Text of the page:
The base 12 is formed with a plurality of cavities 16 which define individual pockets for the components to be conveyed therein. In this regard, the cavities may be contoured, as required, to maintain the components in a particular orientation should such orientation be necessary. A series of aligned sprocket holes 18 is provided extending through the base strip 12, adjacent to and outward of the cavities 16.

The cover strip 14 is coextensive in length with the base strip 12. The cover strip 14 is provided, at each side, with a downwardly directed sidewalls 20,22 each of which terminates in an inwardly directed profile barb 24,26. The sidewalls are spaced apart from each other a distance substantially equal to the width of the base strip. The height of the sidewalls 20,22 is such that when the cover strip 14 is engaged over the base strip the major portion of the top face 30 of the cover strip will cover a component 28 within cavity 16 while the profiles 24 and 26 engage the edges of the undersurface of the base strip, as shown in FIG. 4.

In accordance with the present invention, the top tape 14 is further provided with a longitudinally extending upwardly projecting hump 32 along its entire length. The hump 32 is positioned to align over the line of sprocket holes 18 thereby providing clearance for engaging the protruding teeth of the sprocket drive wheel of the assembly equipment with which the tape is to be used. The hump 32 also provides a "living hinge" for the major 30 and minor 34 portions of the top face of the cover strip defined on opposite sides of the hump. Thus, when a downward force is exerted on the hump, both the major and minor face portions along with their attached sidewalls 20,22 will move laterally outwardly. The extent of outward movement of the faces, in turn, is determined by the downward displacement of the hump. Accordingly, by making the hump high enough and by exerting a sufficient downward force, the profile barbs 24,26 may be shifted clear of the edges of the base strip thereby releasing the cover strip from the base strip, as shown in FIG. 3. As shown in FIG. 4, the hump, when relaxed, tends to bias the sidewalls 20,22 toward each other thereby providing a positive connection between the cover strip and base strip when assembled. It should be appreciated that the cover strip automatically aligns over the base strip by virtue of the sidewalls 20,22 engaging the side edges of the base. In addition, the tape may be opened as may be required for sampling or other purposes and then readily reclosed.

Tape Joining Device

An apparatus for joining the bottom and top strips 12 and 14 of the carrier tape 10 is disclosed in FIGS. 5 and 6. As shown, a bottom strip 12, the cavities of which are loaded with components is brought horizontally to the joining station 40. A top strip 14 is also brought to the loading station where it is applied to the bottom strip. The assembled carrier tape 10 is then drawn off and spooled for subsequent shipment and use.

The details of the joining station 40 are shown in FIG. 6. As shown, the joining station comprises a guide 42, which may be in the shape of a wheel, and a contoured feed channel plate 44 positioned over the guide. The top edge of guide 42 is provided with a central grove 46, the depth of which is sufficient to provide clearance for the bottom 48 of the component cavities 16 while the bottom edges 50,52 of the bottom strip rest on the edges 54,56 that define groove 46 of the wheel 42. The outside surfaces 58,60 of the guide adjacent the bottom strip edge are tapered inwardly to define camming surfaces for the sidewalls 20,22 of the top strip as will be described.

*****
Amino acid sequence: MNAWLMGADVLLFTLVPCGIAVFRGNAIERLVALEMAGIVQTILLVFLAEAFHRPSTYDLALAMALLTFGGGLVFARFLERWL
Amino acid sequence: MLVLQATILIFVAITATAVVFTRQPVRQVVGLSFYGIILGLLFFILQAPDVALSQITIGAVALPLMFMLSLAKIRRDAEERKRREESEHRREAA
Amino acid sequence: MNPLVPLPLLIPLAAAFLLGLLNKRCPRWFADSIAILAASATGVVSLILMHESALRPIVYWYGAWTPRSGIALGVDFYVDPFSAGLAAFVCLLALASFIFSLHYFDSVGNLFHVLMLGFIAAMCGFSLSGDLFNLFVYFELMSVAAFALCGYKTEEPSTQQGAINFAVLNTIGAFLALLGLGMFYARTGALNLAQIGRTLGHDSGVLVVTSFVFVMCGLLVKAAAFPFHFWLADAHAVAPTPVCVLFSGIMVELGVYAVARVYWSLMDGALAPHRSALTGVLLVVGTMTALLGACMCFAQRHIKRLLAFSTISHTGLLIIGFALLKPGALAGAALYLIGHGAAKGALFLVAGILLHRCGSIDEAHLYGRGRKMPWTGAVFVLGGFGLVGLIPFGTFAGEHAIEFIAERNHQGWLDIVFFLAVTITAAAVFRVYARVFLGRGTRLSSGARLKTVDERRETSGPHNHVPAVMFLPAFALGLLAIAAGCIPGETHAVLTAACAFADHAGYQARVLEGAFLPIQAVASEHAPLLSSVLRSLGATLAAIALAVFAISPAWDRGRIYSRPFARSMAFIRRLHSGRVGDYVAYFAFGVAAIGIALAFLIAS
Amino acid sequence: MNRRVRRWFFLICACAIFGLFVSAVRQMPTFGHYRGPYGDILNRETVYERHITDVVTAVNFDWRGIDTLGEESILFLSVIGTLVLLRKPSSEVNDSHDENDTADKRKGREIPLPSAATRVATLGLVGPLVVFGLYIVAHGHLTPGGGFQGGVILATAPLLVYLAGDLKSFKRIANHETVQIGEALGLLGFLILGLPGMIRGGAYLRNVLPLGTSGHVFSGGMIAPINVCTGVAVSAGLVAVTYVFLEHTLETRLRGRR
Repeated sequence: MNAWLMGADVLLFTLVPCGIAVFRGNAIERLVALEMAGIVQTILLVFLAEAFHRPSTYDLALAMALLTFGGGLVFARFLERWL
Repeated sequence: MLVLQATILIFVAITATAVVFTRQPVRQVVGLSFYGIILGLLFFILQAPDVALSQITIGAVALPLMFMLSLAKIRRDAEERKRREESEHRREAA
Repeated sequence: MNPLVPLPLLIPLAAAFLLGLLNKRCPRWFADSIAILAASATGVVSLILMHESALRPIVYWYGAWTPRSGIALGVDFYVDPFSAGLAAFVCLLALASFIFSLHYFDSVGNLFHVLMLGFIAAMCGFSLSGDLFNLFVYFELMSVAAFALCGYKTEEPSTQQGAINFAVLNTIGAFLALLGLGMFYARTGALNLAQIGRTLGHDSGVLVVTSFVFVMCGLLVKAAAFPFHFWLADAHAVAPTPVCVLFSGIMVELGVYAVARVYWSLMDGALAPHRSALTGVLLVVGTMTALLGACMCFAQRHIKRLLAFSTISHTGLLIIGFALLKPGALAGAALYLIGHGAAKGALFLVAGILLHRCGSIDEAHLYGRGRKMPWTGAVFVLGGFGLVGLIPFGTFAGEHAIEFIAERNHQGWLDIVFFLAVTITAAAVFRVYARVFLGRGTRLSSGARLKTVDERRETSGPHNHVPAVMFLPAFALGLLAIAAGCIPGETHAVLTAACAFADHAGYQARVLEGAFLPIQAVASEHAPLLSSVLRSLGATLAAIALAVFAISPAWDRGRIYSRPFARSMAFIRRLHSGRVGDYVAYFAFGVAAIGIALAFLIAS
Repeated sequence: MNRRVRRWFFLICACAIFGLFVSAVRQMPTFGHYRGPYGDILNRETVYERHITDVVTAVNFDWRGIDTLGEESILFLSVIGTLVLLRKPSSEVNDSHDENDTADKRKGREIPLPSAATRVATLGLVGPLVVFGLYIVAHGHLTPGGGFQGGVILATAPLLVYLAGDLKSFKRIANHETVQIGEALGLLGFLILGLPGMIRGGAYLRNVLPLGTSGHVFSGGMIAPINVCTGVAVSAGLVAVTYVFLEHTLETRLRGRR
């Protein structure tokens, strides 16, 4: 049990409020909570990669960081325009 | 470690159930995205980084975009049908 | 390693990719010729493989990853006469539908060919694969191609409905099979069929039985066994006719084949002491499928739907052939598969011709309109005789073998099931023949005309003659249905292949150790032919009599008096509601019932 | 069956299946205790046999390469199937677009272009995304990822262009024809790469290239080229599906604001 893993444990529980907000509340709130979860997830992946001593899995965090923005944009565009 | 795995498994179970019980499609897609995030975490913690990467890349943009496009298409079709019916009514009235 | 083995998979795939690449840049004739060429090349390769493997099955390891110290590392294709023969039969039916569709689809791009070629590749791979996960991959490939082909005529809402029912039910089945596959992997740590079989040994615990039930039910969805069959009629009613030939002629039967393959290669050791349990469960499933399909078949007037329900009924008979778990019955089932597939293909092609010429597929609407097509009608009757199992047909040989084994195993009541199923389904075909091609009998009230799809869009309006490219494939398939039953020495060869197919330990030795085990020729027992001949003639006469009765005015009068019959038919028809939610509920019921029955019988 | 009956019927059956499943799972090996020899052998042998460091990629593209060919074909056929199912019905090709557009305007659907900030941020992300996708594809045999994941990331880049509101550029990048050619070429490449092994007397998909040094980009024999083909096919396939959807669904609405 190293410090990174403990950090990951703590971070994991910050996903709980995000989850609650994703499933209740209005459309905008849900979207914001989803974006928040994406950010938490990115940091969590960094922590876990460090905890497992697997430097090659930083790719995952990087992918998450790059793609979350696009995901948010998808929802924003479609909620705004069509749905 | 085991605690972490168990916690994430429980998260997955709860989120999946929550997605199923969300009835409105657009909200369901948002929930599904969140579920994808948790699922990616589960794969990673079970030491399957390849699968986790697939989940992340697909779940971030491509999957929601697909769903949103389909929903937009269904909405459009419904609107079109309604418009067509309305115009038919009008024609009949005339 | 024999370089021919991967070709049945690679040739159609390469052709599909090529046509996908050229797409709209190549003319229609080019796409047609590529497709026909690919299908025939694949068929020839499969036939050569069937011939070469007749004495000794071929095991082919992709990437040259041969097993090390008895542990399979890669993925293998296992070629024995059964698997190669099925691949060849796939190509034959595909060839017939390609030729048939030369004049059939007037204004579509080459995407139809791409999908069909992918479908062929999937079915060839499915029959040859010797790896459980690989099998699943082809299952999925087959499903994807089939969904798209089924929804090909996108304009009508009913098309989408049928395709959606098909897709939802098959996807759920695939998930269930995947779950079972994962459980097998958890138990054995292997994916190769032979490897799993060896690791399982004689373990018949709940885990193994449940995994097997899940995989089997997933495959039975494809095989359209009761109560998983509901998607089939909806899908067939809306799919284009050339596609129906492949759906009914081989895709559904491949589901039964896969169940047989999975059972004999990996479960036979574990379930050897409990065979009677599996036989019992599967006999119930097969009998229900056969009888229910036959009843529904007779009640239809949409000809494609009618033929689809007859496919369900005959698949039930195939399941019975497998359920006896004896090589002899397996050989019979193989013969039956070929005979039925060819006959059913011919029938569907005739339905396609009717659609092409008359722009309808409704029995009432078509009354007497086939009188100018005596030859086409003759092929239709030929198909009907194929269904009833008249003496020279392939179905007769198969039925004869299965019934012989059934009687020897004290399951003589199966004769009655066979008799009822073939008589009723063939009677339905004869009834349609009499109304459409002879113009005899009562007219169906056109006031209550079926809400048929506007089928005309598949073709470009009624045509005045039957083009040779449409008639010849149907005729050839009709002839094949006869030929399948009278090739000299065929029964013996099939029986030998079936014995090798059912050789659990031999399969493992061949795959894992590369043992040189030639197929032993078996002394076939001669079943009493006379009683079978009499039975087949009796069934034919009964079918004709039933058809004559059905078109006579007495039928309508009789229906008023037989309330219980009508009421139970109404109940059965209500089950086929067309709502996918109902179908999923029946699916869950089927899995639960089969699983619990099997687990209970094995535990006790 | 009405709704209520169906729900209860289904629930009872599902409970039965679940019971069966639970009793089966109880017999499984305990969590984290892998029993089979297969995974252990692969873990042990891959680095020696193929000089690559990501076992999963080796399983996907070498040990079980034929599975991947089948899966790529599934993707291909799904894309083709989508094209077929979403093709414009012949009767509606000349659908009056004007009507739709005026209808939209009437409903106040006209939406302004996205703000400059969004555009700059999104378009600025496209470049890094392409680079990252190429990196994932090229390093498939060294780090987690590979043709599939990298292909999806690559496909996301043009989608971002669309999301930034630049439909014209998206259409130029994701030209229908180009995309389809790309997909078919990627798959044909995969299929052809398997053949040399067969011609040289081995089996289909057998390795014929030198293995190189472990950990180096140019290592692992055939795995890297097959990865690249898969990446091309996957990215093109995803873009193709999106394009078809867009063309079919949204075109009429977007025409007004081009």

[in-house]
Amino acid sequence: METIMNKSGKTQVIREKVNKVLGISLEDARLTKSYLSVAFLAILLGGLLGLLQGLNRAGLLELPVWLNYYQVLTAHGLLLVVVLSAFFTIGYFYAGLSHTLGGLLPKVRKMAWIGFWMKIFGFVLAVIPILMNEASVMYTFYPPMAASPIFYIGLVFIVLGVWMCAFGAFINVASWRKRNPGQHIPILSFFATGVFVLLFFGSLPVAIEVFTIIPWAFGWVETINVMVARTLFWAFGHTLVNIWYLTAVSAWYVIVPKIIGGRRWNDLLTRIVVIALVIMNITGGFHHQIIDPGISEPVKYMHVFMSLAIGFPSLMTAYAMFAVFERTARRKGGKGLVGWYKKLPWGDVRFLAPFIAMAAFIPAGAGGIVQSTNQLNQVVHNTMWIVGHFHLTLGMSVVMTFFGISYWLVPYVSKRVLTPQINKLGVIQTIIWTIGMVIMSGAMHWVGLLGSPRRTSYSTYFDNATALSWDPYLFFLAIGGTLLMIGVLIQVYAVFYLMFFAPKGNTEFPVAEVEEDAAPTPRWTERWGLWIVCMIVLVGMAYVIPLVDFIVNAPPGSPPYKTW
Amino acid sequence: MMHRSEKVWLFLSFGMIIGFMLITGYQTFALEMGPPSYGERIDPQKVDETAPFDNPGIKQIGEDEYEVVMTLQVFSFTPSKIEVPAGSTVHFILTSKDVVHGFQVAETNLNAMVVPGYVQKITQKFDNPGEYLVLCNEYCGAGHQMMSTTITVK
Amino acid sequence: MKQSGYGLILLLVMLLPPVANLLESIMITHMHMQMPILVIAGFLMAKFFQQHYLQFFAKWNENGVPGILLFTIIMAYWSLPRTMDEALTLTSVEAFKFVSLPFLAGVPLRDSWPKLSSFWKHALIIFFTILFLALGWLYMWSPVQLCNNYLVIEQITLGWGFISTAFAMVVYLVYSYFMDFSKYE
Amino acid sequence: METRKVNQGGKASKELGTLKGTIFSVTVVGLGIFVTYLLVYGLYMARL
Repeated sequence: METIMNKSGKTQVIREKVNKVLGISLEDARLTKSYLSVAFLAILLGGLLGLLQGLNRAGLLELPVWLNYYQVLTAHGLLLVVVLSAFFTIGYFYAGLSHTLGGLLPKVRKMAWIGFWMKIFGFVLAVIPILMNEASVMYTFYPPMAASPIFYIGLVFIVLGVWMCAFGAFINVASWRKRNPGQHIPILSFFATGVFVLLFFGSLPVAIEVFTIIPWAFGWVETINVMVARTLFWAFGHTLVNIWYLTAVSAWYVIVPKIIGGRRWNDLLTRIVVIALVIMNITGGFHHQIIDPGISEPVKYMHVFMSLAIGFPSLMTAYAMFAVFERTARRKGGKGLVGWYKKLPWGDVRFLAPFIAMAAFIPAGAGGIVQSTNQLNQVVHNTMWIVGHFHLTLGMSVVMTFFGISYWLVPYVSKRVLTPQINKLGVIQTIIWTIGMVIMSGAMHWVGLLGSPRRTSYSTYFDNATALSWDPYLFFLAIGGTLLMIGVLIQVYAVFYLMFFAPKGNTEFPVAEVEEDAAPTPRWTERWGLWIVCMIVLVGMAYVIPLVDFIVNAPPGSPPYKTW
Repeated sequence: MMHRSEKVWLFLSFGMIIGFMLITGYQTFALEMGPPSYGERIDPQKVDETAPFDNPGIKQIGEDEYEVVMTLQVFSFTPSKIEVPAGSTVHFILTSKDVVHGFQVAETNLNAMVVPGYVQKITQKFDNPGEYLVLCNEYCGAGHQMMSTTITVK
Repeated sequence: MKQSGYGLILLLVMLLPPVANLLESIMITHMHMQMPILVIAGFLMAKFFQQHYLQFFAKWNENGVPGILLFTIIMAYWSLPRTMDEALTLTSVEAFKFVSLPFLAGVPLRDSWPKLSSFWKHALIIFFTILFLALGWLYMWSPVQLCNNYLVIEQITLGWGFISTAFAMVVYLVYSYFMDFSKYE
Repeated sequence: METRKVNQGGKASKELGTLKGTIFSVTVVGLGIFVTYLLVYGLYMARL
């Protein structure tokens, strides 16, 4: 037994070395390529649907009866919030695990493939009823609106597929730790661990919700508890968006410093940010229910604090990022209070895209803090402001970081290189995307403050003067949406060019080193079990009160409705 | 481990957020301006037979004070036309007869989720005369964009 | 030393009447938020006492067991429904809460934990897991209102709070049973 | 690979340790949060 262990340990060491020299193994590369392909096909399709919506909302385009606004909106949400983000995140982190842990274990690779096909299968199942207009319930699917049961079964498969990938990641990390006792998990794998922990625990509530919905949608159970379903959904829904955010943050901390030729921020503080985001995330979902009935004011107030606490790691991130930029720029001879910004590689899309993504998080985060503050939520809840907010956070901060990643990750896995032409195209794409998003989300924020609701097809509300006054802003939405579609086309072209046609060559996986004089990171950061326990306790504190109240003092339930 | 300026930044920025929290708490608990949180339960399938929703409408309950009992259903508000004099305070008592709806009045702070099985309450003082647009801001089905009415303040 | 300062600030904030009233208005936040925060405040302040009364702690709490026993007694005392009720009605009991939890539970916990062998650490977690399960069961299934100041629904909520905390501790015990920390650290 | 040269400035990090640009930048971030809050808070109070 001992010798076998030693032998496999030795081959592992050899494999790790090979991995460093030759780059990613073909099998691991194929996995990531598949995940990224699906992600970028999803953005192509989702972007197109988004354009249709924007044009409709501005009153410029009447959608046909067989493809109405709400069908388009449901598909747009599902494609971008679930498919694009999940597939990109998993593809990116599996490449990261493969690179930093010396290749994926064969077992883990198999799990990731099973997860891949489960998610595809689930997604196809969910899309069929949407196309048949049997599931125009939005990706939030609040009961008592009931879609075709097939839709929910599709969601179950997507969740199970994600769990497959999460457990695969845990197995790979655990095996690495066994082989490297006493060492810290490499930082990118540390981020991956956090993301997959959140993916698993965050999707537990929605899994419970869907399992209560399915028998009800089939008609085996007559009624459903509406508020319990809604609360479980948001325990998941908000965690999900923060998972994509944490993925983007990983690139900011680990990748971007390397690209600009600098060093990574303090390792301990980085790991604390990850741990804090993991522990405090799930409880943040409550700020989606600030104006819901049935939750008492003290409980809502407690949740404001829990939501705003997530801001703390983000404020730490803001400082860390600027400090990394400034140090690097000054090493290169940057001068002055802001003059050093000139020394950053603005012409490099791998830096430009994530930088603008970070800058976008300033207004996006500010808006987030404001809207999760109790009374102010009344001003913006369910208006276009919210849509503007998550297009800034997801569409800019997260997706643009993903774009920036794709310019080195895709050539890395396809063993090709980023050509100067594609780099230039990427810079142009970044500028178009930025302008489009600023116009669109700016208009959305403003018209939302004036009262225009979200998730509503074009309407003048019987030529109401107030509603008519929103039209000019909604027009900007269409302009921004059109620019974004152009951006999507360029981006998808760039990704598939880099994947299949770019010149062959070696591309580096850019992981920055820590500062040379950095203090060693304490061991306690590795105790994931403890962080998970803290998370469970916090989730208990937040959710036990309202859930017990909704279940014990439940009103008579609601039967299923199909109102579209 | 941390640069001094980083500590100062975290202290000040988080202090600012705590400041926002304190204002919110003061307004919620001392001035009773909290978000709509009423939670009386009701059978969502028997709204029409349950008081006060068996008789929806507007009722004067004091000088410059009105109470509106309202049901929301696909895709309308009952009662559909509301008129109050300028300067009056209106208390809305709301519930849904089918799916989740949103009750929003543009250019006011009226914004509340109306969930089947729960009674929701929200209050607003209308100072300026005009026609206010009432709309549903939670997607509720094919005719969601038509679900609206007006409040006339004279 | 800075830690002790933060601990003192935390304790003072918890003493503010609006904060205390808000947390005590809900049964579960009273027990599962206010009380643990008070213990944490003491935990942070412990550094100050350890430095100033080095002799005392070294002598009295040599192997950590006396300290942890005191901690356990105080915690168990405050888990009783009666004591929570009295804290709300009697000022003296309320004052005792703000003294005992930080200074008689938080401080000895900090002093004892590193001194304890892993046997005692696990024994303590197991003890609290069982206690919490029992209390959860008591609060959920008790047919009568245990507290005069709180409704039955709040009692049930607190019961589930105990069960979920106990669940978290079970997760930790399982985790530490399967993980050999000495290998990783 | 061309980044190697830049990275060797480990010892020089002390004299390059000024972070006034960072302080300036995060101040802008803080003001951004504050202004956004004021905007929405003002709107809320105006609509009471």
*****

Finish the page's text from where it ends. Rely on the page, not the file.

The top strip 14 is brought to the joining station where it tracks the contoured inner face 62 of the feed channel plate 44. The inner face 62 of plate 44 is provided with a ridge 64 to receive the hump 32 of the top strip. The height of the ridge gradually decreases towards the exit end of the joining station so as to gradually apply pressure to the top strip hump and thereby cause the sidewalls 20,22 of the top tape to move laterally outwardly as shown in FIG. 3. An adjustable pressure screw 66 may be provided to insure that sufficient pressure is applied to the top strip hump to obtain the necessary lateral movement of the top strip sidewalls to clear the side edges of the base strip. To this end, the sidewalls 20,22 are spread out sufficiently so that the profile barbs 24,26 ride along the angled cam surfaces 58,60 as shown.

At the exit 68 of the joining station 40 pressure is removed from hump 32 of the top strip. At the same time, the angled cam surfaces 58,60 are removed from supporting the sidewalls 20,22 outwardly. As a result, the resiliency of the sidewalls 20,22 coupled with the hinge action of the hump cause the sidewalls to snap inwardly towards each other thereby securely engaging the edges of the bottom strip as shown in FIG. 4.

Tape Separating Device

A device for stripping the cover 14 from the carrier tape 10 is depicted in FIGS. 7-9. It should be appreciated that the cover stripping mechanism 68 is designed to be used with existing "pick and place" carrier tape utilizing machines 70 without disturbing their normal functions of picking a component from the carrier tape 10 and placing it in position for surface mounting or some other operation.